You've surely heard it said before that "you can either get mad or get even," the inference being that the latter course is clearly going to be more satisfying than simply stewing over a defeat or injustice. So now that the election has been settled and the road has been cleared for enactment of Obamacare on January 1, 2014, the time has come to exact your revenge.
Whether you support Obamacare or are still smarting over the government's gradual takeover of the sector, proponents and opponents alike say that despite the sector's near-term underperformance, the list of winners and losers within the publicly traded portion of the sector is long and diverse.
"It's actually great for stock pickers," says Les Funtleyder, president and fund manager at Poliwogg Investment Advisors. In fact, this former industry analyst and author of the book Health Care Investing says fundamentals actually matter and that sector plays, such as the Health Care Select SPDR (XLV), will leave you wanting or worse.
"If you really want genuine outperformance you're going to have to pick stocks," he says, concurring with my assessment that at least over the past month, when the election was very close, discernible trends within the sector were hard to find. While the sector itself fell 5% at a time when the S&P 500 fell 6%, to me, the delineation between winners and losers was simply in shambles. Yet Funtleyder says there are trends, but you need to look closely and know the companies.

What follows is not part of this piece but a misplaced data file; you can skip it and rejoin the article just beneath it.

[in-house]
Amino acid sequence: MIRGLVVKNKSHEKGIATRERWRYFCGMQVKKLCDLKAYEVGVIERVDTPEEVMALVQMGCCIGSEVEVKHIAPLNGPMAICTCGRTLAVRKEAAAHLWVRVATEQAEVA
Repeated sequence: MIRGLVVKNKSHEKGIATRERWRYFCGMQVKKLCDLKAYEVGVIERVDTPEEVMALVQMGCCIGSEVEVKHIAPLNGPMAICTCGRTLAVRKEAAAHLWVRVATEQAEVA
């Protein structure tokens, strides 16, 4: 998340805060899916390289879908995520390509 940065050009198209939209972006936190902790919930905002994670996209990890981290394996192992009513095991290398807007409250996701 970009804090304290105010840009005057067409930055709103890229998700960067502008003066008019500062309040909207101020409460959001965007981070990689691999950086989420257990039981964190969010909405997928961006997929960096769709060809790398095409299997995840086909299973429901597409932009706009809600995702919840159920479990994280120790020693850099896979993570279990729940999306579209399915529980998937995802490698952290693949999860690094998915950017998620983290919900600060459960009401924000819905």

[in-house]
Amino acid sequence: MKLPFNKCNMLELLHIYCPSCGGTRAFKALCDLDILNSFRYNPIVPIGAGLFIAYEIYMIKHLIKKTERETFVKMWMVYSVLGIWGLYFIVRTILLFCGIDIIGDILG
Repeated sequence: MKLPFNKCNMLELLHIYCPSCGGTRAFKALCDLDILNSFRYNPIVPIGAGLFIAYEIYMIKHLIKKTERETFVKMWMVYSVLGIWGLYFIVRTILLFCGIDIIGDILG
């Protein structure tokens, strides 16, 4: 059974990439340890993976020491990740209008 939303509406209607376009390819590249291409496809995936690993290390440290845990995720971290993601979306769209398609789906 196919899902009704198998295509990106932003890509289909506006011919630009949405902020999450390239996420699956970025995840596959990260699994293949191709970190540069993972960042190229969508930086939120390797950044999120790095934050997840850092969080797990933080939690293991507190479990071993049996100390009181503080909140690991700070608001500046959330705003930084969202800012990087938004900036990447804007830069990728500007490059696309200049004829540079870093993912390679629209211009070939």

Case in point, Intuitive Surgical (ISRG) and Varian (VAR) have both had great months, Funtleyder says, since they both have new products that improve the quality of health and also lower costs. "If you can improve the quality of health and lower the cost, that makes everybody happy."
On the flip side, he says outsized losses in a (theoretical) money-saving venture like Express Scripts (ESRX) or WellPoint (WLP) are the result of pricing pressure. "You've cut as much as you can, and you just mispriced your book of business."
While HMO's or health insurers generally fared poorly in the lead-up to the election, Cigna (CI) is the exception, since Funtleyder says its business is "generally commercial and away from government programs."
As far as other sub-industries go in the Obamacare era, Funtleyder says big pharma, such as Merck (MRK), should do well as more people simply come into the system. And Biotech (IBB) is also poised to gain, but mostly because he thinks investors will be willing to take more risk.
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